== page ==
Juvenile Justice Services/Facilities
Juvenile Justice Services/Facilities (JJS) embrace the Cambiar model. Cambiar switches the focus from confinement and punishment to rehabilitation and regionalization. Clients are still held accountable for their choices. JJS employees, programs, and services support clients’ rehabilitation as they prepare for a healthy adulthood. JJS protects clients and provides for public safety. Major initiatives include:
- Smaller, regional facilities statewide;
- Smaller, safer, nurturing living units (therapeutic communities/milieus);
- Client-centric unit management;
- Individualized treatment plans based on strengths, needs, and goals;
- Employee training that includes de-escalation, therapeutic, security protocol, and group management skills;
- Robust programming and services for clients, including health care, behavioral health therapy, education and vocational training, culturally sensitive programming, religious services, artistic expression outlets, and physical recreation and movement.
For more information on Juvenile Justice Services, please call (505) 827-7629.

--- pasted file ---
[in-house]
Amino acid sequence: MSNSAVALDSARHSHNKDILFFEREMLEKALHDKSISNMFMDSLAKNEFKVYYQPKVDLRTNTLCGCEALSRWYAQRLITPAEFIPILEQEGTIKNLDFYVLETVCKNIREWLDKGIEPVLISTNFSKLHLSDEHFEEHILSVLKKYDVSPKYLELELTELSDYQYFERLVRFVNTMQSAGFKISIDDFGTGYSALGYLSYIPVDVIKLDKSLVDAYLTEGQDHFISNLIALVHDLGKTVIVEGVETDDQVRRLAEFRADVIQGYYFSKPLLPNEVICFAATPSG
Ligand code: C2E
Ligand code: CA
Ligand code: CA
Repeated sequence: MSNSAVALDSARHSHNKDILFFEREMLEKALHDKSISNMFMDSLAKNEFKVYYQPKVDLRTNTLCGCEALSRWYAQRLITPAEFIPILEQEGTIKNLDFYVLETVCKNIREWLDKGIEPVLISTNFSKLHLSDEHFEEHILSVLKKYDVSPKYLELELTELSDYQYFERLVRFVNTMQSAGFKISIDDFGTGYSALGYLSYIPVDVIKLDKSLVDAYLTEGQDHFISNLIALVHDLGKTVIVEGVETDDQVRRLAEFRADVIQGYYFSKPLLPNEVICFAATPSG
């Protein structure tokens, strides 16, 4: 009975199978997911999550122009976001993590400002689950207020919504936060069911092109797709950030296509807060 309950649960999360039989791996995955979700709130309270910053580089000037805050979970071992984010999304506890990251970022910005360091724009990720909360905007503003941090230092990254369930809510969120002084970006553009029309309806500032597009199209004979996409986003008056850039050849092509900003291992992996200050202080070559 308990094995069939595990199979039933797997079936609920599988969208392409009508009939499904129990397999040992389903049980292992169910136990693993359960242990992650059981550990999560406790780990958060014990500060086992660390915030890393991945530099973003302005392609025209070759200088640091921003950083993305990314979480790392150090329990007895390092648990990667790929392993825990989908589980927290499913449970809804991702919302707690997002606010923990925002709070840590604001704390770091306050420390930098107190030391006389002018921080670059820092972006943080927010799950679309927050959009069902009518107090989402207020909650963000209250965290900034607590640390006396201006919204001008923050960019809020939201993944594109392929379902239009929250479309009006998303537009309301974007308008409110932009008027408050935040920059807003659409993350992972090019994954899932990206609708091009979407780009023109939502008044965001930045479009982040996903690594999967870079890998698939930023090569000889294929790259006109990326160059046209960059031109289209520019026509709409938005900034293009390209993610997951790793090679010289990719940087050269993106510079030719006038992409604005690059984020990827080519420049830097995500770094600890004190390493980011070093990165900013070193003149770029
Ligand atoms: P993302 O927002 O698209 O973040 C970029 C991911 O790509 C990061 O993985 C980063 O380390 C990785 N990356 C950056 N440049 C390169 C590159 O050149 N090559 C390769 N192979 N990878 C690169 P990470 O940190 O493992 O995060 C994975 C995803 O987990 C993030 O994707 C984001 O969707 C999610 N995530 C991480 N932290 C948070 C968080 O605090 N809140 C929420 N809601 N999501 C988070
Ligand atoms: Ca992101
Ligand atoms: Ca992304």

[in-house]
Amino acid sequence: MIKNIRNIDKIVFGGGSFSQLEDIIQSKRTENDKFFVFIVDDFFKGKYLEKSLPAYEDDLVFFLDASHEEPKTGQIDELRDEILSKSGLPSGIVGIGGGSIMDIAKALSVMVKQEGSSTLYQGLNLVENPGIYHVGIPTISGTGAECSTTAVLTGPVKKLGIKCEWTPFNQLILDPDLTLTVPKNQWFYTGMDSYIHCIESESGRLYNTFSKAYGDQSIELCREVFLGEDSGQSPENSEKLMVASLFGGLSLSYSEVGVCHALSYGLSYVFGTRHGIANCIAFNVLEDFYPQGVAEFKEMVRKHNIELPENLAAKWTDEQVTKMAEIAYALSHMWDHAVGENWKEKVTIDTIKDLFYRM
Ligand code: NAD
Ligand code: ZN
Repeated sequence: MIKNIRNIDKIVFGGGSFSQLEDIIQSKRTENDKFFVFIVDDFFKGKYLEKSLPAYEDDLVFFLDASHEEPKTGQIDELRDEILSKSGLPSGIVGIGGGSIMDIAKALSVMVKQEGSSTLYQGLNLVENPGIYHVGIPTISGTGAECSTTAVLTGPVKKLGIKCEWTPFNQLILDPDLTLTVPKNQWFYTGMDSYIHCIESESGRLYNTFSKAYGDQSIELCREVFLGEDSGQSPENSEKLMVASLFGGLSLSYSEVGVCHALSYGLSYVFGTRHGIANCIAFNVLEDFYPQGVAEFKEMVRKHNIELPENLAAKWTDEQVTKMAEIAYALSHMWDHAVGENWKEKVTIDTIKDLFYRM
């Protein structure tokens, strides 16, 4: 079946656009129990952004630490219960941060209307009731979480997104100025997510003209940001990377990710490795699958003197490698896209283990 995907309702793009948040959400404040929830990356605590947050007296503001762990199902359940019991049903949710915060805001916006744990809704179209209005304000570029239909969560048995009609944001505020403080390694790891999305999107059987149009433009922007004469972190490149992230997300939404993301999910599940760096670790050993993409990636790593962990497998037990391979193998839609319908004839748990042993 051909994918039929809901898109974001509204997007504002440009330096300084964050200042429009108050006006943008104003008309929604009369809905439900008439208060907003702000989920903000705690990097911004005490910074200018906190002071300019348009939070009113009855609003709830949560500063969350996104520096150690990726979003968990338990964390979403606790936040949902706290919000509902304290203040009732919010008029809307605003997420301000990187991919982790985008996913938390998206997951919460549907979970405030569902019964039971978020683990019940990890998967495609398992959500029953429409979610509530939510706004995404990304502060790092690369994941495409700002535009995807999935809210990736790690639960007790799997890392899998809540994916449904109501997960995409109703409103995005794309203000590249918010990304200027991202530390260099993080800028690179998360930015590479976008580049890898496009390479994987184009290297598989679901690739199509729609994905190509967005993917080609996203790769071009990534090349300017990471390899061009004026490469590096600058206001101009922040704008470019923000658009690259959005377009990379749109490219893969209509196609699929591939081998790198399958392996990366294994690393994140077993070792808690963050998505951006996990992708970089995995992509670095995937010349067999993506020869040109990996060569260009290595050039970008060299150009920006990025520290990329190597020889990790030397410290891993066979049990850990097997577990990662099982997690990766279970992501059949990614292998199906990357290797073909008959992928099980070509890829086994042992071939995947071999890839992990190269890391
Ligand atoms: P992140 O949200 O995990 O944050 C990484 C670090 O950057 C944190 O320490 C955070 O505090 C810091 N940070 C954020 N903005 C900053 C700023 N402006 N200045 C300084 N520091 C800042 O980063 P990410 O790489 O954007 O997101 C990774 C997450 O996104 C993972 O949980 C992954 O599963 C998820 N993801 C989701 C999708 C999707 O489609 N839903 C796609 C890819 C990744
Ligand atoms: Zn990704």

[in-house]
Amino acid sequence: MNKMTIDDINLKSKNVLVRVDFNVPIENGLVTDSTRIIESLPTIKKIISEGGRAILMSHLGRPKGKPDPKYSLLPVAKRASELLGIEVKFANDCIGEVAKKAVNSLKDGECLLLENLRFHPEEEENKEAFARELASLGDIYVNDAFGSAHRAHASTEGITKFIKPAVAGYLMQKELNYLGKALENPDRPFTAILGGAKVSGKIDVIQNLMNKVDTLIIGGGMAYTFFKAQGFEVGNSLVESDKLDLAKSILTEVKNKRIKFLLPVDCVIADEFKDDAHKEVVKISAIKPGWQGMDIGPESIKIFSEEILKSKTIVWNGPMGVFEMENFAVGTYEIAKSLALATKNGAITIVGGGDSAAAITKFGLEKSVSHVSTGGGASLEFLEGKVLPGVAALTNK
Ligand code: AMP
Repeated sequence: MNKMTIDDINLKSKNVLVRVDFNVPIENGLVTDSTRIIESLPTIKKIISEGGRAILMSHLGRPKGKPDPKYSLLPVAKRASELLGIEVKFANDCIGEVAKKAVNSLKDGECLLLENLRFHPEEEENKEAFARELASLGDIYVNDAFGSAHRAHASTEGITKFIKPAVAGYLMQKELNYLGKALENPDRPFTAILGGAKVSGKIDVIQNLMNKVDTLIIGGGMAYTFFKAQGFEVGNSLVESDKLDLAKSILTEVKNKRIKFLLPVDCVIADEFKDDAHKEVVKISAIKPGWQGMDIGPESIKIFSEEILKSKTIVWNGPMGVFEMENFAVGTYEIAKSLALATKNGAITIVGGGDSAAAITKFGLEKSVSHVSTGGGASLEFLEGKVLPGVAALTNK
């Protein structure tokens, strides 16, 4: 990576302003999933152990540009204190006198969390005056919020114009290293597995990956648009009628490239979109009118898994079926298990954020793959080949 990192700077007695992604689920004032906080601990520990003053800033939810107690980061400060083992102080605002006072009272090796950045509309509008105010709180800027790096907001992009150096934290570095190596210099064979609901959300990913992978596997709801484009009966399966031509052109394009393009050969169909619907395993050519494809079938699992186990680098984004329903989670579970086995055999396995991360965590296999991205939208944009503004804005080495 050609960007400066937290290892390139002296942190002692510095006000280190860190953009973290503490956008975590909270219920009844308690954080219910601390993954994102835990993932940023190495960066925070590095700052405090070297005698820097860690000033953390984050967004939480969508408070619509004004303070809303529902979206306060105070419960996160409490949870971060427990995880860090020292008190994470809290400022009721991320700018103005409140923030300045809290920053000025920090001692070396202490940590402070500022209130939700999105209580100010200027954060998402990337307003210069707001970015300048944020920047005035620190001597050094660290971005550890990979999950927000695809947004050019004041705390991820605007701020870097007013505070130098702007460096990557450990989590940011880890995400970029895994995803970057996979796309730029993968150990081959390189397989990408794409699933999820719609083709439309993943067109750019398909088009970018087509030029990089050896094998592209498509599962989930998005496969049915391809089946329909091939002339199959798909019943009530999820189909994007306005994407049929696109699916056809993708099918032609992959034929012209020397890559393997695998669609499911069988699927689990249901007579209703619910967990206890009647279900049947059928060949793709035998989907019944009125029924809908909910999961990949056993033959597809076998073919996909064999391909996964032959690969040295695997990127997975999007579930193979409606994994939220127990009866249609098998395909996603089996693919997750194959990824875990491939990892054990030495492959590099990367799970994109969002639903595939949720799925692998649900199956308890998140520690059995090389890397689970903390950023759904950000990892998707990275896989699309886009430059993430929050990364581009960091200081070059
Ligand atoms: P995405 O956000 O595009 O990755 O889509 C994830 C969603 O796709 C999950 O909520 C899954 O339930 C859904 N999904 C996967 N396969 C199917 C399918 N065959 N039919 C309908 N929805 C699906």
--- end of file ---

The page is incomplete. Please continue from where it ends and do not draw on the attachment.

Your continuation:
CYFD Juvenile Justice Services is a beneficiary of the state trust. There are twenty-two beneficiaries of the state trust that include public schools, universities and hospitals. Ray Powell, Commissioner of Public Lands is an elected state official responsible for administering the state’s land grant trust. Thirteen million acres of land were granted to New Mexico in 1898 and 1910. Each tract is held in trust for the public schools, universities, as well as special schools and hospitals that serve children with physical, visual, and auditory disabilities. The State Land Office strives to maintain a balanced approach in its administration of these lands, maximizing returns to the trust's beneficiaries while preserving the lands- and the plants and animals that inhabit them- for future generations of New Mexicans. In fiscal year 2010, the trust lands and permanent funds produced more than $420 million in income for the beneficiaries. “When we take care of our land, our land takes care of us!” Click on the link to learn more about the New Mexico State Land Office www.nmstatelands.org.